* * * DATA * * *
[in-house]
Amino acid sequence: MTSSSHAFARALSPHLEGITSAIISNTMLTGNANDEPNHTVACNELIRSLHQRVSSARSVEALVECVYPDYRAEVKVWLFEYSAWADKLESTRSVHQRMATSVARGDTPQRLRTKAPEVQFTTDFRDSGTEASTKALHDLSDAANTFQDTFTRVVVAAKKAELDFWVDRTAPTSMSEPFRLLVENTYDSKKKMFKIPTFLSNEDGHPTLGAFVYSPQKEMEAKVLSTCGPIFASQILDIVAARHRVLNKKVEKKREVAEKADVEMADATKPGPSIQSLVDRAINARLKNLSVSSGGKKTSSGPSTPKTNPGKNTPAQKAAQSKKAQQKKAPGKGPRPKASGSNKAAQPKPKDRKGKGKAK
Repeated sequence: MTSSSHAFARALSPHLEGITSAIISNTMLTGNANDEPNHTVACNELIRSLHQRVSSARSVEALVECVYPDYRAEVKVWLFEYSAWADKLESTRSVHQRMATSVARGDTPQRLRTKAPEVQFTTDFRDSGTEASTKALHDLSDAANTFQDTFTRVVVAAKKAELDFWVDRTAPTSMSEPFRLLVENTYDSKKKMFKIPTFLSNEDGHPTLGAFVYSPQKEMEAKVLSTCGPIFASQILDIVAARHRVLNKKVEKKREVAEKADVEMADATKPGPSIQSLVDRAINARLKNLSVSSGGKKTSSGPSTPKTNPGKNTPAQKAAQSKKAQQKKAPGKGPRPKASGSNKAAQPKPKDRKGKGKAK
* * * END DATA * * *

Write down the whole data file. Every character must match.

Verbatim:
[in-house]
Amino acid sequence: MTSSSHAFARALSPHLEGITSAIISNTMLTGNANDEPNHTVACNELIRSLHQRVSSARSVEALVECVYPDYRAEVKVWLFEYSAWADKLESTRSVHQRMATSVARGDTPQRLRTKAPEVQFTTDFRDSGTEASTKALHDLSDAANTFQDTFTRVVVAAKKAELDFWVDRTAPTSMSEPFRLLVENTYDSKKKMFKIPTFLSNEDGHPTLGAFVYSPQKEMEAKVLSTCGPIFASQILDIVAARHRVLNKKVEKKREVAEKADVEMADATKPGPSIQSLVDRAINARLKNLSVSSGGKKTSSGPSTPKTNPGKNTPAQKAAQSKKAQQKKAPGKGPRPKASGSNKAAQPKPKDRKGKGKAK
Repeated sequence: MTSSSHAFARALSPHLEGITSAIISNTMLTGNANDEPNHTVACNELIRSLHQRVSSARSVEALVECVYPDYRAEVKVWLFEYSAWADKLESTRSVHQRMATSVARGDTPQRLRTKAPEVQFTTDFRDSGTEASTKALHDLSDAANTFQDTFTRVVVAAKKAELDFWVDRTAPTSMSEPFRLLVENTYDSKKKMFKIPTFLSNEDGHPTLGAFVYSPQKEMEAKVLSTCGPIFASQILDIVAARHRVLNKKVEKKREVAEKADVEMADATKPGPSIQSLVDRAINARLKNLSVSSGGKKTSSGPSTPKTNPGKNTPAQKAAQSKKAQQKKAPGKGPRPKASGSNKAAQPKPKDRKGKGKAK